"They said if you're not going to do this, we're going to shake down your room," she explained. "This was after they had already given us the joints." Bannister says she also feared for her personal safety. She says the guards often entered the cell with their hands on their cans of mace.
Eventually, she'd had enough. Bannister says she told CCA officials about the activity in May, and, getting no response, told Oregon officials about it later that summer.
Brian Bemus, the Oregon DOC employee in charge of transfers, says the department has taken the allegations very seriously because it is concerned about any abuse of the power officers have over inmates.
"By definition, they really can't consent," Bemus explains. "I guess the analogy would be that you can't have sex with a 13-year-old girl because they aren't capable of consenting." In August, Bannister and another inmate were transferred back to Oregon Women's Correctional Center after the DOC determined that their charges were credible. She says other inmates were involved in the sexual activity but haven't yet been brought home.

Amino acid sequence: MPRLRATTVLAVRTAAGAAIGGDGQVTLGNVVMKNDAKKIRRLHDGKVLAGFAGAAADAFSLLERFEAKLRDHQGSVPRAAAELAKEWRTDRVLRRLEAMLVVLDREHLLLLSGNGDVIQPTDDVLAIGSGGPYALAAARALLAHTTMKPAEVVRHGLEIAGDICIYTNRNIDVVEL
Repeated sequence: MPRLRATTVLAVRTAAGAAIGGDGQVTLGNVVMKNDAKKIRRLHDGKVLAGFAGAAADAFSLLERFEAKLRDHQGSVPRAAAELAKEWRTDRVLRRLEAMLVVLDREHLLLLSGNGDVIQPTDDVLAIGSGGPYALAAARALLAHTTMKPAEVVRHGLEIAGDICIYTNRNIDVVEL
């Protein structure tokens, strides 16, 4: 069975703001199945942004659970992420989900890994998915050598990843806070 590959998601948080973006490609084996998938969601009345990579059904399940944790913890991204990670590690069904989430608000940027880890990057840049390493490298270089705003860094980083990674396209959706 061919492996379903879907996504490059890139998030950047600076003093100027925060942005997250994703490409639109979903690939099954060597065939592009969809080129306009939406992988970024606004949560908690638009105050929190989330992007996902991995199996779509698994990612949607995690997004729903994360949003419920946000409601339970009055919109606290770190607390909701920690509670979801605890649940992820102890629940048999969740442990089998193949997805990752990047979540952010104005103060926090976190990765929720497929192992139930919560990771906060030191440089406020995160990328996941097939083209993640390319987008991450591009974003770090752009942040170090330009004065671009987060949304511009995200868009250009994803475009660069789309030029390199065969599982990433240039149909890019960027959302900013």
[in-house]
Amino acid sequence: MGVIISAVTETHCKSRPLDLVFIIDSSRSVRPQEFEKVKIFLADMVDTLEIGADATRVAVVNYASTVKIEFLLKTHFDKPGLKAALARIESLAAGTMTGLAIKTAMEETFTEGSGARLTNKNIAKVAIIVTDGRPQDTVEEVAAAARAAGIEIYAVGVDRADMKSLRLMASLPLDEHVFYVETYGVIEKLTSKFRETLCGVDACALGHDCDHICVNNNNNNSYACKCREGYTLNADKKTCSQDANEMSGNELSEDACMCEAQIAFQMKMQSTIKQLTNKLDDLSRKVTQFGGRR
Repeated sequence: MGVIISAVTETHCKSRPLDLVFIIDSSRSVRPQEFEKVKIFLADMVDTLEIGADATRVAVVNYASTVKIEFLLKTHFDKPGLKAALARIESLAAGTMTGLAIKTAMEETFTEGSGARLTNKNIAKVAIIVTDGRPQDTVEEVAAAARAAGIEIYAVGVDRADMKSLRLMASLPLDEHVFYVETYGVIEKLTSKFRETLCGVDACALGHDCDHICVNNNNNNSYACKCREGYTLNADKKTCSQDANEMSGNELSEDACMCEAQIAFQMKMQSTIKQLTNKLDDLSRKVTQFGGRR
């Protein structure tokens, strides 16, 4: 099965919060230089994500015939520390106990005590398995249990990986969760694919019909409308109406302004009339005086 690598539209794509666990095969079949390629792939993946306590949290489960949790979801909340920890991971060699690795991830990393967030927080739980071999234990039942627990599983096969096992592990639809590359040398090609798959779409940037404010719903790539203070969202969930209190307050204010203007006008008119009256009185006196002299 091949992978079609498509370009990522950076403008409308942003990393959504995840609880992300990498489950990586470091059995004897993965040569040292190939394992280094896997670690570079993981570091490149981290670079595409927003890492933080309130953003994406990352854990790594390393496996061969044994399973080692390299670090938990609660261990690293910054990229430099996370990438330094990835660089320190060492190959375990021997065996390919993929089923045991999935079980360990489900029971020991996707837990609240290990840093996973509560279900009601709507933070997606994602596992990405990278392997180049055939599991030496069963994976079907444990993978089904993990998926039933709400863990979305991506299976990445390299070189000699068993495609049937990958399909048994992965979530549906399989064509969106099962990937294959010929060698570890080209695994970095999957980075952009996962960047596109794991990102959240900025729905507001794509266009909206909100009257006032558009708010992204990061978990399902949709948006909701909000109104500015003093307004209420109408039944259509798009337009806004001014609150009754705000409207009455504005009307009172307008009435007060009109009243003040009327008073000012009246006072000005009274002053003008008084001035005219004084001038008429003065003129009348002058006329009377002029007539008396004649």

Bannister also says the sexual activity isn't limited to Oregon inmates. She says that a female corrections officer became pregnant by a male inmate, and that another female officer is currently involved with a female inmate. Bannister believes such inappropriate behavior should be a red flag about the Corrections Corporation of America. "When it's more than one officer," she says, "obviously it's a problem."
The Corrections Corporation of America initially did not respond to WW's inquiries. When finally reached, spokeswoman Susan Hart would not confirm any of the details of the incident Bannister described or even say how many officers were involved. She did say, however, that at least one corrections officer was fired for his role in the sexual activities.